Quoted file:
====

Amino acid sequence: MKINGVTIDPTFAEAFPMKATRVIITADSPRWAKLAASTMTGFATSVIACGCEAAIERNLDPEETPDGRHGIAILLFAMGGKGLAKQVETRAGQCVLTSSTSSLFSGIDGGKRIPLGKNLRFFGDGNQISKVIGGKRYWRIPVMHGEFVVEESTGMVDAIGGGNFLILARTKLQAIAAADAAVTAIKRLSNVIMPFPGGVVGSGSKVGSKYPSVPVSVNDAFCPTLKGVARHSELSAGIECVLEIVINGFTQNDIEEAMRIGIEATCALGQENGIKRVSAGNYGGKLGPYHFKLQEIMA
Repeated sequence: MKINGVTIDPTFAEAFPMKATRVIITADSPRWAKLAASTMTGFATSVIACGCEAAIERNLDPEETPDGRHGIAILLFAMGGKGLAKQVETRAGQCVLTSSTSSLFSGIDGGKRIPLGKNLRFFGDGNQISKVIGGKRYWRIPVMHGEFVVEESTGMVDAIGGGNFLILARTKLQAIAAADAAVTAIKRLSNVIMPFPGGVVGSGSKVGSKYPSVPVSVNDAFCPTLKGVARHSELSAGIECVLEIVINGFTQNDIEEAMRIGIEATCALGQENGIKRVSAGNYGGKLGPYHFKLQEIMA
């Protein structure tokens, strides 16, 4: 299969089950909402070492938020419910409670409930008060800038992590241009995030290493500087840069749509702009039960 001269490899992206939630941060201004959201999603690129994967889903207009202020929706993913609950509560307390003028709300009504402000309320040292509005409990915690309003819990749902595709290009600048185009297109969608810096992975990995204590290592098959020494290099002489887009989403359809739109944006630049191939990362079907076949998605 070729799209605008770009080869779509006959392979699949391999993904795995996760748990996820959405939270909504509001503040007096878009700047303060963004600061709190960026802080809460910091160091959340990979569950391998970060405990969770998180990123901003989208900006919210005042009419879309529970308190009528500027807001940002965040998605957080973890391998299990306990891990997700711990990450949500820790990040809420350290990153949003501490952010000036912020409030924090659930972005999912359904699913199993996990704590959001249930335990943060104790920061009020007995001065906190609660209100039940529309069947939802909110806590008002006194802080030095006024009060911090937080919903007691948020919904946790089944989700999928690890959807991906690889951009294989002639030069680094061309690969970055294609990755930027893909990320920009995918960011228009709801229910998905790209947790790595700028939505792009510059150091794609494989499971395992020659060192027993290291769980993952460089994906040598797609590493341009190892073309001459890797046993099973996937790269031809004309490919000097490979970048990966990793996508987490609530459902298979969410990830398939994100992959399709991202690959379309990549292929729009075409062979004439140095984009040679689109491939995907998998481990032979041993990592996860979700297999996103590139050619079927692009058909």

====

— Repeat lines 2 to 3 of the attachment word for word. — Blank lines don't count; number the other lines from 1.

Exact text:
Repeated sequence: MKINGVTIDPTFAEAFPMKATRVIITADSPRWAKLAASTMTGFATSVIACGCEAAIERNLDPEETPDGRHGIAILLFAMGGKGLAKQVETRAGQCVLTSSTSSLFSGIDGGKRIPLGKNLRFFGDGNQISKVIGGKRYWRIPVMHGEFVVEESTGMVDAIGGGNFLILARTKLQAIAAADAAVTAIKRLSNVIMPFPGGVVGSGSKVGSKYPSVPVSVNDAFCPTLKGVARHSELSAGIECVLEIVINGFTQNDIEEAMRIGIEATCALGQENGIKRVSAGNYGGKLGPYHFKLQEIMA
């Protein structure tokens, strides 16, 4: 299969089950909402070492938020419910409670409930008060800038992590241009995030290493500087840069749509702009039960 001269490899992206939630941060201004959201999603690129994967889903207009202020929706993913609950509560307390003028709300009504402000309320040292509005409990915690309003819990749902595709290009600048185009297109969608810096992975990995204590290592098959020494290099002489887009989403359809739109944006630049191939990362079907076949998605 070729799209605008770009080869779509006959392979699949391999993904795995996760748990996820959405939270909504509001503040007096878009700047303060963004600061709190960026802080809460910091160091959340990979569950391998970060405990969770998180990123901003989208900006919210005042009419879309529970308190009528500027807001940002965040998605957080973890391998299990306990891990997700711990990450949500820790990040809420350290990153949003501490952010000036912020409030924090659930972005999912359904699913199993996990704590959001249930335990943060104790920061009020007995001065906190609660209100039940529309069947939802909110806590008002006194802080030095006024009060911090937080919903007691948020919904946790089944989700999928690890959807991906690889951009294989002639030069680094061309690969970055294609990755930027893909990320920009995918960011228009709801229910998905790209947790790595700028939505792009510059150091794609494989499971395992020659060192027993290291769980993952460089994906040598797609590493341009190892073309001459890797046993099973996937790269031809004309490919000097490979970048990966990793996508987490609530459902298979969410990830398939994100992959399709991202690959379309990549292929729009075409062979004439140095984009040679689109491939995907998998481990032979041993990592996860979700297999996103590139050619079927692009058909």